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wag

feeding and setting up a new flight pond

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i have noticed a few people asking about feeding flight ponds just lately, so i have pinned this, so people can look and take some advice from myself and others ..

 

 

starting off a new a flight pond ,drain ,

 

if i get a new pond or drain that i can shoot for ducks , i go have a good look around it to see were the shallow ends are and good feeding points , i also have a good look around the area it is in to give me some sort of idea what kind of wildfowl it would atract ..

also were to put hides, if you have permission to put them up .

 

feeding a new flight pond , drain

when feeding the pond, i normally put 2 buckets full down at the begining of the season and then leave it for a couple or more days, then i go back and see what has gone if nothing has gone again , i leave it for another few days then go back and check again if some has gone , i will go back the next day to see how much more has gone .

 

if the feed starts going well , i will drop back to 1 bucket a day because ducks are greedy and they will eat as much as you put in for them .if you have serious amounts of ducks coming then you can feed 2 buckets , i find that 1 good bucket full a day will feed up 200 mallard plus teal ...

 

spread the feed in the shallows over a good 25 to 35 yards if it is a big pond then you can feed in 2 or 3 places again over the same distance , "dont" just chuck it in one place ducks love to dabble and up end and move about ...

 

what to feed a flight pond

there is loads of feed that you can use to feed wildfowl , i find that some of my ponds do better on barley than wheat ,but you can use , wheat , barley , potatoes, grass seed , dried peas , plus loads more ,

 

if you a using potatoes , or any cereal crop that has been dressed ready for drilling by the farmer , just beware that they can release chemicals and acids into the water that could do harm to any fish thats there, so just check with the farmer before you start to feed ....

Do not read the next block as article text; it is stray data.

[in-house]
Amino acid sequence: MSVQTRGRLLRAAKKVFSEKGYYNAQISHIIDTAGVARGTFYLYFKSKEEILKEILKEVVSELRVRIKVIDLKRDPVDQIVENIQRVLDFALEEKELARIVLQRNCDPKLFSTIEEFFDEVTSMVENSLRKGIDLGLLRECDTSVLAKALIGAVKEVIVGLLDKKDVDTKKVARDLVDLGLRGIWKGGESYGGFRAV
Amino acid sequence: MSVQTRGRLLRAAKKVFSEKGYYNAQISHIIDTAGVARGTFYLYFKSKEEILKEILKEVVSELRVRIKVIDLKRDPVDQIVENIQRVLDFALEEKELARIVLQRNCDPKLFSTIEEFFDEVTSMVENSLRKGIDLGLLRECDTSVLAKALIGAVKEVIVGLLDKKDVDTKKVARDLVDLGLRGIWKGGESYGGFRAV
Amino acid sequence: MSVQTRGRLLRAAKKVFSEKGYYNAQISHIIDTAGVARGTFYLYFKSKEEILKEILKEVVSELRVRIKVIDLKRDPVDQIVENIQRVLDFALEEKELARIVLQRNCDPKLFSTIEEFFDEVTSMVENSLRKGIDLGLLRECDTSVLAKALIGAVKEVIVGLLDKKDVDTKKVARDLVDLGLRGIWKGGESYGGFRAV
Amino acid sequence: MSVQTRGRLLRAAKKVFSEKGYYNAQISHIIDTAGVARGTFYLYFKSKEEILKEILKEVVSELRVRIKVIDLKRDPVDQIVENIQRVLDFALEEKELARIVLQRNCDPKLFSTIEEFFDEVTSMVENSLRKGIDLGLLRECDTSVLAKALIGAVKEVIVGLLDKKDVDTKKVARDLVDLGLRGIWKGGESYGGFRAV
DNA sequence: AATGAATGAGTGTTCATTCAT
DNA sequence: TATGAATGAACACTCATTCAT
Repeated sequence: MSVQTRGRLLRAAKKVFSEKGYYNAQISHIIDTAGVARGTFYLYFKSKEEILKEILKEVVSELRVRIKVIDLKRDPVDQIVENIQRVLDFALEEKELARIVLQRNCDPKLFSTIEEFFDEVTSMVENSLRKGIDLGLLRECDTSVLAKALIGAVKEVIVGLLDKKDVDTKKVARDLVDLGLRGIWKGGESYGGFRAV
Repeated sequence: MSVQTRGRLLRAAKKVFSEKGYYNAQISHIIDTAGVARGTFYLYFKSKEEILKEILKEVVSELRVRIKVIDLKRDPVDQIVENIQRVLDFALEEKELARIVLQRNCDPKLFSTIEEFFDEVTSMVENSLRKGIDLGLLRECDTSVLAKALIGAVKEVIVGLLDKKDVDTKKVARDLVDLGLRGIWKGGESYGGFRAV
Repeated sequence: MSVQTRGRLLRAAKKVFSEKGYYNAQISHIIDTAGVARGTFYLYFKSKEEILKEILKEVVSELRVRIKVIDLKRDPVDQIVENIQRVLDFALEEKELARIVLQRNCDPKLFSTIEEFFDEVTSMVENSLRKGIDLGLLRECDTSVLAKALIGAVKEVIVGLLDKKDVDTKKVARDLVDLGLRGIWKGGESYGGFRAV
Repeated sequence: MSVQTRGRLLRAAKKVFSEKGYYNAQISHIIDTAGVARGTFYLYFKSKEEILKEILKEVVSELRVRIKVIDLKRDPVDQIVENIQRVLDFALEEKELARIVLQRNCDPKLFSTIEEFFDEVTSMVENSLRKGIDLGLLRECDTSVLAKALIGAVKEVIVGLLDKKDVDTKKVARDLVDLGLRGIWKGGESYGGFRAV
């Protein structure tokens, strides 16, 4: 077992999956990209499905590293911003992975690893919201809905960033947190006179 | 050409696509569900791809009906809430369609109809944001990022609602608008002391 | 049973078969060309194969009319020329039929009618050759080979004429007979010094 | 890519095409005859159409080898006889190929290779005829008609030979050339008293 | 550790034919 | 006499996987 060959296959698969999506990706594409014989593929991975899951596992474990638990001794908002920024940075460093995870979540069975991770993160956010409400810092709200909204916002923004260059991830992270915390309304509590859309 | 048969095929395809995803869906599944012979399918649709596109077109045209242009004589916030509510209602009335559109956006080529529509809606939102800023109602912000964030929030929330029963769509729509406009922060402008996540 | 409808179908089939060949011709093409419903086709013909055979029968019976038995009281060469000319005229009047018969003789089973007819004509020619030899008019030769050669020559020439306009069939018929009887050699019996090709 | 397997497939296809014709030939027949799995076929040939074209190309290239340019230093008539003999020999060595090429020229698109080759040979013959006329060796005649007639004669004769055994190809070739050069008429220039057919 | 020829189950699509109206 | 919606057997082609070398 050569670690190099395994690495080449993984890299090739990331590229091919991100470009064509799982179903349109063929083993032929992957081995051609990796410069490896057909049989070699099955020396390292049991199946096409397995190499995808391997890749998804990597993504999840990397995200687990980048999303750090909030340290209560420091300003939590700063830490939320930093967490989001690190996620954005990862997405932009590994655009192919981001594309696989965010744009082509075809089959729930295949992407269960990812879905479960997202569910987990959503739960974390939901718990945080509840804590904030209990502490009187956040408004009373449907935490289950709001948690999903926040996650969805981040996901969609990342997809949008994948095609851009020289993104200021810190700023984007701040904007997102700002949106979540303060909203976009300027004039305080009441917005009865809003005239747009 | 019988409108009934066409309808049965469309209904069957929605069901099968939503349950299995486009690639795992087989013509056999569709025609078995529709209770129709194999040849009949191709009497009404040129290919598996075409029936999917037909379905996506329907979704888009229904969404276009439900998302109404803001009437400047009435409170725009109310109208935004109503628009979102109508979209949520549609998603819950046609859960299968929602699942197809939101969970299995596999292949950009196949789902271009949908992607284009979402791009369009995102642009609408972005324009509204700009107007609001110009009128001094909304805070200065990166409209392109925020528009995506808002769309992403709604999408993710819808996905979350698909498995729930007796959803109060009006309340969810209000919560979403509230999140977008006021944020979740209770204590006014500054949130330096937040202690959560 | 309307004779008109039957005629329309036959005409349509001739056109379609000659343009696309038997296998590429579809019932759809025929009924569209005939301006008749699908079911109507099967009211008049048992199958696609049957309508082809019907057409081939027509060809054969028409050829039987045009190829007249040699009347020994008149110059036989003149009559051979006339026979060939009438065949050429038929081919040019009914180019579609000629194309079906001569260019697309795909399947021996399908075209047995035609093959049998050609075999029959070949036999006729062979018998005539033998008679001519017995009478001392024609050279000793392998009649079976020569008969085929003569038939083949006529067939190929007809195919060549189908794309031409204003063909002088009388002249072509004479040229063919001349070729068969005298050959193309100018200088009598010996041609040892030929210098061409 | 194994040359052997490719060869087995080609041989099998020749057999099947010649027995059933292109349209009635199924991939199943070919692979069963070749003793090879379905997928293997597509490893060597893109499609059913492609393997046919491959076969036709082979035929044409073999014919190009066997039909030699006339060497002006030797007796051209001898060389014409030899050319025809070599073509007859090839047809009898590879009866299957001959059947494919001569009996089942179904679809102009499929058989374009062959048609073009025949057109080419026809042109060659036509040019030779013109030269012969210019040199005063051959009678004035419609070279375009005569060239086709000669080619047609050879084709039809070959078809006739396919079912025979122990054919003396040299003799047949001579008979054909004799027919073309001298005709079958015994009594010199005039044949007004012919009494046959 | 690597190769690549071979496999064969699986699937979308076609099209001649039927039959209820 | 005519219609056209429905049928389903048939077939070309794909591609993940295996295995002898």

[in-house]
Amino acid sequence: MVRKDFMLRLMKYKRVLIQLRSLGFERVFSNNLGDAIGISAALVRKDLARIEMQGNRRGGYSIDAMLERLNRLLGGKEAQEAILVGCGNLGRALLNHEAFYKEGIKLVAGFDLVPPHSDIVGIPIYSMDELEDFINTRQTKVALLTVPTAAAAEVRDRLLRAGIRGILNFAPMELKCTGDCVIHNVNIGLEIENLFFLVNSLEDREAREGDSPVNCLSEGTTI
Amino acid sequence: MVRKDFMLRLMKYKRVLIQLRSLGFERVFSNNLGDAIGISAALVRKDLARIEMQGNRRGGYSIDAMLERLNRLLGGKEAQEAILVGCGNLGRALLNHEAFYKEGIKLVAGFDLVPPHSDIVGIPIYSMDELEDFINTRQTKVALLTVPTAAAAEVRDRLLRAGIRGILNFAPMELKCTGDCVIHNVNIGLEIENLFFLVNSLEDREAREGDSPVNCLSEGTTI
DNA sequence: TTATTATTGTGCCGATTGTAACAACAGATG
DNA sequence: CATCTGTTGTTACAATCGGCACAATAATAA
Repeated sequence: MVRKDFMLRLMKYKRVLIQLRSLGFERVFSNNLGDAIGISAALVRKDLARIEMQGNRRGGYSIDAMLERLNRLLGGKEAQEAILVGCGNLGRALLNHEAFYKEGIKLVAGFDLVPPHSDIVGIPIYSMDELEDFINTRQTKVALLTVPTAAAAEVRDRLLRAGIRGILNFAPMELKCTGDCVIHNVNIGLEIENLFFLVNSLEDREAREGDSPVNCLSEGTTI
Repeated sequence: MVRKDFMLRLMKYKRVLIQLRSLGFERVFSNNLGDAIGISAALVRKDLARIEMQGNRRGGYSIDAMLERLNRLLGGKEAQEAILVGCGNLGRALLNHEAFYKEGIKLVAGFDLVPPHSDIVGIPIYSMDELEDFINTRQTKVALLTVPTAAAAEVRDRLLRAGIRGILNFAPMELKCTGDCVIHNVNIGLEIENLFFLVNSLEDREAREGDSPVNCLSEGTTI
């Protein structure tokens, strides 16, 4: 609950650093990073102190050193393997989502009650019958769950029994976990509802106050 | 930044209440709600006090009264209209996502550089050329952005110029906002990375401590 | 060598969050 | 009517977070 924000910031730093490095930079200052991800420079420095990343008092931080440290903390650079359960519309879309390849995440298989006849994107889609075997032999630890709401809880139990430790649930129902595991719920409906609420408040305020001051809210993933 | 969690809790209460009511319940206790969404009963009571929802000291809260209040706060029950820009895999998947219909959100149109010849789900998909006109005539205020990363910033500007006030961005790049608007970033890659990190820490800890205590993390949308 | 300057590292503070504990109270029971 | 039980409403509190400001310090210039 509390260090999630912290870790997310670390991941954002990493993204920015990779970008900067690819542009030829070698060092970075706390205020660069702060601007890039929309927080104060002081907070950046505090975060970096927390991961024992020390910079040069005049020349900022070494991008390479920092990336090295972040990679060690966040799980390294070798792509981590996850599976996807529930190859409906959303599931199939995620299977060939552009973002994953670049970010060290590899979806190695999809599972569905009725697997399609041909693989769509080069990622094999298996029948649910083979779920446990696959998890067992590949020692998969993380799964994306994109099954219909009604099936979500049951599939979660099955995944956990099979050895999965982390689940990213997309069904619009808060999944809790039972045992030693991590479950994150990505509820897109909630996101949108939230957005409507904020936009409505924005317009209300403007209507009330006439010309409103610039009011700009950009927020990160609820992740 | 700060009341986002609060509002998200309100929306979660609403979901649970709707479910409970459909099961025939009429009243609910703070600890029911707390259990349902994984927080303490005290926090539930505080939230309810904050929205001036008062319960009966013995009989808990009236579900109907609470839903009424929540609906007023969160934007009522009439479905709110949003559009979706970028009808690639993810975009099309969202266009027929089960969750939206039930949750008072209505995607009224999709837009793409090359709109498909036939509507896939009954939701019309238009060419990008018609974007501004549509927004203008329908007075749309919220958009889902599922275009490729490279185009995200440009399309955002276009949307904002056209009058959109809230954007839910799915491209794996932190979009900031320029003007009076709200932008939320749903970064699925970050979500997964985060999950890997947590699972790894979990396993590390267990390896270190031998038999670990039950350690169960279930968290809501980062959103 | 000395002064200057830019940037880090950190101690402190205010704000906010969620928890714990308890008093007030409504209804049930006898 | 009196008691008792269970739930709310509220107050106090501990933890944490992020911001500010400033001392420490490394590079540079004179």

you can put some decoys in for a few days to attract wildfowl , i always take them out once ducks start taken the food ..

 

using duck hides

 

again check with the farmer or land owner first before putting hides up ..

 

i find if there is alot of reeds in the pond , i just stand in them with chest waders on, if not then i will consult with the owner to find out what materials they would be happy with me using , if they will allow it, i like to use the old potato pallets then fill in the gaps with reeds and leave a gap one end to get in and out .

 

other than that i some times use straw bales then burn them at the end of the season you can use camo hides , i find they blow about in the wind and can put ducks off from flighting in .

 

postioning your hides

i try and look for the best advantage point of the ducks entering the pond, then i will place the hides there, i also try and put them the opposite end to the sun set "if" possible , so it gives the most light as it gets dark, so you can see the ducks come in

.

 

when to shoot the pond , drain

 

i feed the ponds for a good 4 weeks before shooting ,even if the ducks are cleaning the feed up every night for a good few days , i will then go and find a good advantage point well away from the pond and watch it for 3 to 4 nights before shooting it, so i have some idea of whats coming in , i take a clicker with me to count them in ...

 

i then look at the weather forecast for the next few days, so i can decide when to shoot the pond, if you are inviting any guests let them know well in advance .

 

shooting the pond

 

if i invite any guests , i never shoot myself ..

 

if you have invited guests arrange to meet early, so you are not rushing about and leave it too late , i always set the rules to the guns, so they know what they are doing and not left in the dark on what they can shoot and cannot shoot .